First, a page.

Ecosublimity in Lloyd Jones’s Mister Pip
AbstractLiterature is the ideal medium for understanding the creative flow of energy that occurs through reading and the way in which it may provide interpretations of culture, language and the creative imagination. This paper analyses Lloyd Jones’s novel, Mister Pip (2006), from an ecosublime perspective of the crucial link between place, literature, and the creative
imagination in mediating transformations of culture and identity. In Mister Pip, Lloyd Jones explores subtle ways in which literature mediates personal and cultural transformations through the unspoken and invisible and through voices of places and habitus. The setting is Bougainville in 1990 at the height of Papua New Guinea’s blockade of the beautiful, but copper -mine dependant, island. The physical setting of the novel plays a major role in the plot, with the jungle environment and military metaphors of conquest used to narrate the chaos and terror following the blockade. The awe and terror of the physical destruction of the environment is offset by the power of the creative imagination to provide an escape from the nightmare world of the physical and psychological destruction wrought by the blockade. Told through the eyes of a young native girl, Matilda, Mister Pip is a stunning portrayal of an island at the mercy of outside forces. With all western contact withdrawn, the one remaining white man, Mr Watts, re-opens the school to restore hope to the villagers. Unqualified and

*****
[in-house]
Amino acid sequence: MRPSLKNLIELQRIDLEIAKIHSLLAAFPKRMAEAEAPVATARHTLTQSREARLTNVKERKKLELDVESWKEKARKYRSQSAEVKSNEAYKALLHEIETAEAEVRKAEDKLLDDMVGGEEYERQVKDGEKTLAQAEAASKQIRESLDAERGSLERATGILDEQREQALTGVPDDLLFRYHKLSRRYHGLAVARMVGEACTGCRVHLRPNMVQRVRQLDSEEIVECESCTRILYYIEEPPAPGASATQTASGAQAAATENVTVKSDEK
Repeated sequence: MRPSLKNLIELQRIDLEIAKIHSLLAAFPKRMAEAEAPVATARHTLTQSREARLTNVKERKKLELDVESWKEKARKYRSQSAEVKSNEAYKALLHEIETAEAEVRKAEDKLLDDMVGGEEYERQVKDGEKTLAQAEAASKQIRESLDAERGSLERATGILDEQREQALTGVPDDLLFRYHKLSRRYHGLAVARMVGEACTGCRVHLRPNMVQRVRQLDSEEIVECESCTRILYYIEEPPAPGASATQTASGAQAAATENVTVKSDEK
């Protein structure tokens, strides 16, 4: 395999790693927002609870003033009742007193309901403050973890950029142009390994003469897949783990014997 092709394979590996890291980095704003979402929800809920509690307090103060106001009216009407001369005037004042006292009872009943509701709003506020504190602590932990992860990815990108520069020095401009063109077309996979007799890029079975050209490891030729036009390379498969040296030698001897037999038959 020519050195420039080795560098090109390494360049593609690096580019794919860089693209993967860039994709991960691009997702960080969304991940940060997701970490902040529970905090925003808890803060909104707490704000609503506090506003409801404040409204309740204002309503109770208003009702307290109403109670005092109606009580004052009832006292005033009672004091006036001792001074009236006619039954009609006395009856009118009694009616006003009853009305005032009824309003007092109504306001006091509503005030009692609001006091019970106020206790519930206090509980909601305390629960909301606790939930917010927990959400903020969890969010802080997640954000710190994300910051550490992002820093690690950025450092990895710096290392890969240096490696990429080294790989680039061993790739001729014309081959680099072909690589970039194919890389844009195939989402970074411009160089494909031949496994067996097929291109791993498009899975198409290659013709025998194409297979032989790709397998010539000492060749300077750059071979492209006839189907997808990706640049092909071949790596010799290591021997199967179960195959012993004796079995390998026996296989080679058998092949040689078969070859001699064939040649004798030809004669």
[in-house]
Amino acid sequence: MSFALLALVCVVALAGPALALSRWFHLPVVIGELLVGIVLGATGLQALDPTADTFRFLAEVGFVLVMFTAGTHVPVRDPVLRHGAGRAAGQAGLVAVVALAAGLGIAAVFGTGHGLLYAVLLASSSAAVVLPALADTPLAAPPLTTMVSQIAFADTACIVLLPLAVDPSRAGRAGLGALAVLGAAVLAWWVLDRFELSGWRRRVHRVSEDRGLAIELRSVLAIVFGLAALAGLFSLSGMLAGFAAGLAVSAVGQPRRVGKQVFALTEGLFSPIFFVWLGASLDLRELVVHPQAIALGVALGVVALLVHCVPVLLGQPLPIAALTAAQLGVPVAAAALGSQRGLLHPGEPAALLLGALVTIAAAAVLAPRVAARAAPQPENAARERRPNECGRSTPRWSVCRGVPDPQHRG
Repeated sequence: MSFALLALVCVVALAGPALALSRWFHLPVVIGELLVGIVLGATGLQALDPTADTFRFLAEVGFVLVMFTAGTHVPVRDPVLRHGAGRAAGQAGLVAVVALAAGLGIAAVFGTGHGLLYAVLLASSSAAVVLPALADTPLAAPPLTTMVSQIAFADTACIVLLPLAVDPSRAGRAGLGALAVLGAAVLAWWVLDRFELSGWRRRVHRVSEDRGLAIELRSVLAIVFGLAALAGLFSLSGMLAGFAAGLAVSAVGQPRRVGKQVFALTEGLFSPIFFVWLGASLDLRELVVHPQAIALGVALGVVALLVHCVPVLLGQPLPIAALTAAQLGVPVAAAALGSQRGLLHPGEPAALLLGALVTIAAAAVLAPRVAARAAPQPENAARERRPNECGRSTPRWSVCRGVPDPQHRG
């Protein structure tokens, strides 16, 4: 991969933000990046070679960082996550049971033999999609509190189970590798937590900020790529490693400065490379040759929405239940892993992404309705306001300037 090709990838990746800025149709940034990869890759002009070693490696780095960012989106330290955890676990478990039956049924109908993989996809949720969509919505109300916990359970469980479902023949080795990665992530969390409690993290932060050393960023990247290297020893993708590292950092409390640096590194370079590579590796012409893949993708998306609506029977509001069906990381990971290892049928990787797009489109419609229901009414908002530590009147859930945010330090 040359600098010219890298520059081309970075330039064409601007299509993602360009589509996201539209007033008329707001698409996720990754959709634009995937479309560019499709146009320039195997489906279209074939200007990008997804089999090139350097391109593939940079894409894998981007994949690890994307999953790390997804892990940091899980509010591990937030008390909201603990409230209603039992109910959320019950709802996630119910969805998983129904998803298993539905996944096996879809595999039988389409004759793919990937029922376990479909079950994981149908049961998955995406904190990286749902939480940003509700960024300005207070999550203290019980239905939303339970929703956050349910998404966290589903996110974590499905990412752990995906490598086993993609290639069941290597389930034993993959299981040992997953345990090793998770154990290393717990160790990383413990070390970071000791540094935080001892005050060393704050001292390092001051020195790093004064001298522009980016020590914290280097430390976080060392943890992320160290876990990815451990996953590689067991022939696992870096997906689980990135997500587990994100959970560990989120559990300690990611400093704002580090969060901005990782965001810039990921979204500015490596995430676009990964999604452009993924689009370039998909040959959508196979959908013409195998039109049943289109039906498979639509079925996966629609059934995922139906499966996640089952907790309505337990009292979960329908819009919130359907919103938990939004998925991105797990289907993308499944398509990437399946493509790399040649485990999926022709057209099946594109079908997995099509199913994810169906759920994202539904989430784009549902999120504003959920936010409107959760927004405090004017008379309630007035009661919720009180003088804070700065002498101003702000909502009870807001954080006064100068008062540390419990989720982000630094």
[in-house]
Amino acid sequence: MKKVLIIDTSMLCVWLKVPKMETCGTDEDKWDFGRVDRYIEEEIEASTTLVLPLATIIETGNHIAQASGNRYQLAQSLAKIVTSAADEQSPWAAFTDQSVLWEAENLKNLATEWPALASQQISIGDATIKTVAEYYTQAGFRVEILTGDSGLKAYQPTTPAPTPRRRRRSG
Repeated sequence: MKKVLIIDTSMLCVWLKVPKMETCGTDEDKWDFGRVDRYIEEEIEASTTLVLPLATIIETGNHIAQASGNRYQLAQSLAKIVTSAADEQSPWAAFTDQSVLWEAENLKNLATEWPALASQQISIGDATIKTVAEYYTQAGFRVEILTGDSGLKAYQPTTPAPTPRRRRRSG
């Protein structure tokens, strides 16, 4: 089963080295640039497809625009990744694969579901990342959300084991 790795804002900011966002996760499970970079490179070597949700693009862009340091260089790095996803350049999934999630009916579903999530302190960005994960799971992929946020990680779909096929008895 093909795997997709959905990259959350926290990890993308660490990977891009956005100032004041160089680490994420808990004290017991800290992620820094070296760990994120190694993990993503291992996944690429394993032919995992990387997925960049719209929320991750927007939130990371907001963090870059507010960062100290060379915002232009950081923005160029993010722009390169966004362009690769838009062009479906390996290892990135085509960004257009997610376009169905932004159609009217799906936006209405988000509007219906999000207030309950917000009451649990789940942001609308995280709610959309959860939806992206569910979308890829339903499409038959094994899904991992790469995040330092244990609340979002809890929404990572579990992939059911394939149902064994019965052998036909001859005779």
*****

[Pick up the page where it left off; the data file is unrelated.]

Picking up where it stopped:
armed with only a copy of Charles Dickens’s Great Expectations, he begins to narrate the story of Pip to the children, and through this narration Matilda finds a friend in Pip. This paper will discuss how Lloyd Jones uses the creative space of literature to explore the personal and cultural transformations of a society besieged by a repressive political regime.
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